On Thursday, Forza Italia boycotted the secret vote in the Senate in a bid to put pressure on Meloni – a move that backfired after La Russa picked up the extra votes he needed from the opposition.

Italy’s three opposition parties each denied helping Meloni, saying that they had cast blank ballots.

Giorgia Meloni in the Italian Senate.

Giorgia Meloni and her allies, Silvio Berlusconi and Matteo Salvini, have been tussling over the formation of the new cabinet. Photo by Alberto PIZZOLI / AFP

Political commentators in Italy’s main newspapers analysed video footage from the election in an attempt at determining who had been inside the voting booths long enough to write down a name. Some also looked to see which way the voters’ feet were pointing as a potential clue.

Thursday’s drama – 86-year-old Berlusconi was seen banging his fists and swearing – revealed the incoming government’s fragility, but also showed Meloni’s strength, commentators said.

Salvini said earlier on Friday that the power struggle was just a “bump in the road”, insisting that the new government was ready and would last the course.

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Italy’s Meloni in Libya to discuss energy, migration

Italian Prime Minister Giorgia Meloni arrived Saturday in the Libyan capital Tripoli for talks on energy as well as the thorny issue of migration, Libyan state media said.

Italy's Meloni in Libya to discuss energy, migration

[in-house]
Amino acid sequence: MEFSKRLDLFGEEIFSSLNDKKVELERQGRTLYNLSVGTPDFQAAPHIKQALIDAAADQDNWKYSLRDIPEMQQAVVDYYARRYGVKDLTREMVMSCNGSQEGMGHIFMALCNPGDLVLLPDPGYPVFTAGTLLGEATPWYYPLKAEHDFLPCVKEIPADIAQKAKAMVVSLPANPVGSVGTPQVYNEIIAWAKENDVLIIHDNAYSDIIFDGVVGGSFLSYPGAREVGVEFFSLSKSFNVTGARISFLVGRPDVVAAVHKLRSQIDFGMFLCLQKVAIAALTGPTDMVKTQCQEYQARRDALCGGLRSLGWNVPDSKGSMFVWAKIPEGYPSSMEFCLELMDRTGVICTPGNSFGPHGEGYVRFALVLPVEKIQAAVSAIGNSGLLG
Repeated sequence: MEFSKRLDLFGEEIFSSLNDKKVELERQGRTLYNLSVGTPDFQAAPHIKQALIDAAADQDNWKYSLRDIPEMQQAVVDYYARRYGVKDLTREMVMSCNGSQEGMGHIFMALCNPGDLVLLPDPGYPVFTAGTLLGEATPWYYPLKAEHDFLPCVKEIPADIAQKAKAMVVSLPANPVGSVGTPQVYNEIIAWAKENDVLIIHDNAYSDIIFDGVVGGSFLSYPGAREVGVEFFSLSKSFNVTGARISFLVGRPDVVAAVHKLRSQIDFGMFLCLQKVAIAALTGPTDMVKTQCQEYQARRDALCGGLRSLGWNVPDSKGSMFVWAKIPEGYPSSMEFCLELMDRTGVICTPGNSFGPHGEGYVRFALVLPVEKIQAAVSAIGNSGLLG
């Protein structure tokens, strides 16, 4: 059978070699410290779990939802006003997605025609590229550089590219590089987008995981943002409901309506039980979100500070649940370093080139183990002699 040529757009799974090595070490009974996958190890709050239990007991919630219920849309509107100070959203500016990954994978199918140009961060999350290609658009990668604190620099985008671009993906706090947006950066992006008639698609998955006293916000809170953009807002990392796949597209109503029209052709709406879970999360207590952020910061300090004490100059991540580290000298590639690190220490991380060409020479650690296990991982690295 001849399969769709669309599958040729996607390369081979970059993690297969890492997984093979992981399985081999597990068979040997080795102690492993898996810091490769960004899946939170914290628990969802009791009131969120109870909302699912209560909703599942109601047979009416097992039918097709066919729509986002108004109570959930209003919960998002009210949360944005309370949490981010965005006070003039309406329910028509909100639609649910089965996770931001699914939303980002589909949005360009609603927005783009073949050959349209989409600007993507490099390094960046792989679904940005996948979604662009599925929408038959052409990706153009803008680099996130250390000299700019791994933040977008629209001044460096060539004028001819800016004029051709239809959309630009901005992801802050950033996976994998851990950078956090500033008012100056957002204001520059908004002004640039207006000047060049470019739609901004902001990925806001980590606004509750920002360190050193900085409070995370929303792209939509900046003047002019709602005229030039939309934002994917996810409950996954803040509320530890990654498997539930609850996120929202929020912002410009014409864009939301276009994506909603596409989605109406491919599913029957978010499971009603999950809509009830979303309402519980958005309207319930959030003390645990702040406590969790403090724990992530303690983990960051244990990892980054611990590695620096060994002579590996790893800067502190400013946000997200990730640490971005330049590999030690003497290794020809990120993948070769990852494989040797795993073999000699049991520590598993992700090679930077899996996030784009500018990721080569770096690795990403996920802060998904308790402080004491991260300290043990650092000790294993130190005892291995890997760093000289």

Meloni’s trip — her second to a North African country this week — is the first by a European leader to war-battered Libya since her predecessor Mario Draghi’s visit in April 2021.

State television said the Italian premier was received by Abdelhamid Dbeibah, who heads the Tripoli-based, UN brokered Government of National Unity which is contested by a rival administration in the east.

Libya and its former colonial power Italy are key trade partners, particularly in energy, where Italian giant Eni plays a major role in tapping into Africa’s largest known oil reserves.

Meloni was accompanied by Eni chief Claudio Descalzi, who is expected to sign a deal with Libya’s National Oil Company to develop two Libyan offshore gas fields.

Eni will invest $8 million in the two fields, NOC chief Farhat Bengdara said in televised remarks this week, adding they are expected to produce 850 million cubic metres of gas.

Meloni visited Algeria on Monday seeking supply deals from Africa’s top gas exporter to help reduce reliance on Russia after it invaded Ukraine last year.

During her trip to Libya, she is also expected to discuss the issue of migration amid rising numbers of irregular migrants from Libya to Italy.

Libya has been wracked by years of conflict and division since a NATO-backed revolt toppled dictator Moamer Kadhafi in 2011.

The country is a conduit for thousands of people each year fleeing conflict and poverty across Africa, seeking refuge across the Mediterranean in Europe.

Meloni’s far-right government took office in October, vowing to stop migrant landings in Italy, which reached more than 105,000 in 2022.

The central Mediterranean route is considered the world’s most treacherous, according to the International Organization for Migration, which estimated that 1,377 migrants had disappeared on that route last year.